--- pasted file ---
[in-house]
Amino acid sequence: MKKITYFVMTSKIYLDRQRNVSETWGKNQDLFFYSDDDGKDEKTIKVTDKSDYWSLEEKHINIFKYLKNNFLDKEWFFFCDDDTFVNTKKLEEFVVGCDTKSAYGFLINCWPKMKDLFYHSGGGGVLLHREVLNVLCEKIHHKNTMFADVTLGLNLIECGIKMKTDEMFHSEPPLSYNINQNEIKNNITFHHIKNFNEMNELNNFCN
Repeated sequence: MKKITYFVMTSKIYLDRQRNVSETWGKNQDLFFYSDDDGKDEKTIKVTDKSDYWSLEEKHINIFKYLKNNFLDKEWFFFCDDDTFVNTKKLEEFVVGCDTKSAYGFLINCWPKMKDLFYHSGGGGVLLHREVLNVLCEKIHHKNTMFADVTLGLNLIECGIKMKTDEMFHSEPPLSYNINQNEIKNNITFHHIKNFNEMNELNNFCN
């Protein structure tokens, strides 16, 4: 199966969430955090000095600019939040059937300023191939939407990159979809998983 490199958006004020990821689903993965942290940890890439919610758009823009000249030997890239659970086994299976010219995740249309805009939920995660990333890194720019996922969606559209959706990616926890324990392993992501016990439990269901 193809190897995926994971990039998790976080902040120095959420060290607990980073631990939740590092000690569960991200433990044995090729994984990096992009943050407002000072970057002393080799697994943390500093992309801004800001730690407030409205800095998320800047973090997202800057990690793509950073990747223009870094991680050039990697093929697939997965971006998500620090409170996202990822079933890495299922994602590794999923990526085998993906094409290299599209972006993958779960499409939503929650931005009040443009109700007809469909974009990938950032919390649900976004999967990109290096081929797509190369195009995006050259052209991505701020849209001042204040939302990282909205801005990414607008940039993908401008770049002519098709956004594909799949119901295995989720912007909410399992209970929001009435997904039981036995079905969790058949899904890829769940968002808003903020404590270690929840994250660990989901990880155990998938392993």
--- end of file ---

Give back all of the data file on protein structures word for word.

[in-house]
Amino acid sequence: MKKITYFVMTSKIYLDRQRNVSETWGKNQDLFFYSDDDGKDEKTIKVTDKSDYWSLEEKHINIFKYLKNNFLDKEWFFFCDDDTFVNTKKLEEFVVGCDTKSAYGFLINCWPKMKDLFYHSGGGGVLLHREVLNVLCEKIHHKNTMFADVTLGLNLIECGIKMKTDEMFHSEPPLSYNINQNEIKNNITFHHIKNFNEMNELNNFCN
Repeated sequence: MKKITYFVMTSKIYLDRQRNVSETWGKNQDLFFYSDDDGKDEKTIKVTDKSDYWSLEEKHINIFKYLKNNFLDKEWFFFCDDDTFVNTKKLEEFVVGCDTKSAYGFLINCWPKMKDLFYHSGGGGVLLHREVLNVLCEKIHHKNTMFADVTLGLNLIECGIKMKTDEMFHSEPPLSYNINQNEIKNNITFHHIKNFNEMNELNNFCN
């Protein structure tokens, strides 16, 4: 199966969430955090000095600019939040059937300023191939939407990159979809998983 490199958006004020990821689903993965942290940890890439919610758009823009000249030997890239659970086994299976010219995740249309805009939920995660990333890194720019996922969606559209959706990616926890324990392993992501016990439990269901 193809190897995926994971990039998790976080902040120095959420060290607990980073631990939740590092000690569960991200433990044995090729994984990096992009943050407002000072970057002393080799697994943390500093992309801004800001730690407030409205800095998320800047973090997202800057990690793509950073990747223009870094991680050039990697093929697939997965971006998500620090409170996202990822079933890495299922994602590794999923990526085998993906094409290299599209972006993958779960499409939503929650931005009040443009109700007809469909974009990938950032919390649900976004999967990109290096081929797509190369195009995006050259052209991505701020849209001042204040939302990282909205801005990414607008940039993908401008770049002519098709956004594909799949119901295995989720912007909410399992209970929001009435997904039981036995079905969790058949899904890829769940968002808003903020404590270690929840994250660990989901990880155990998938392993």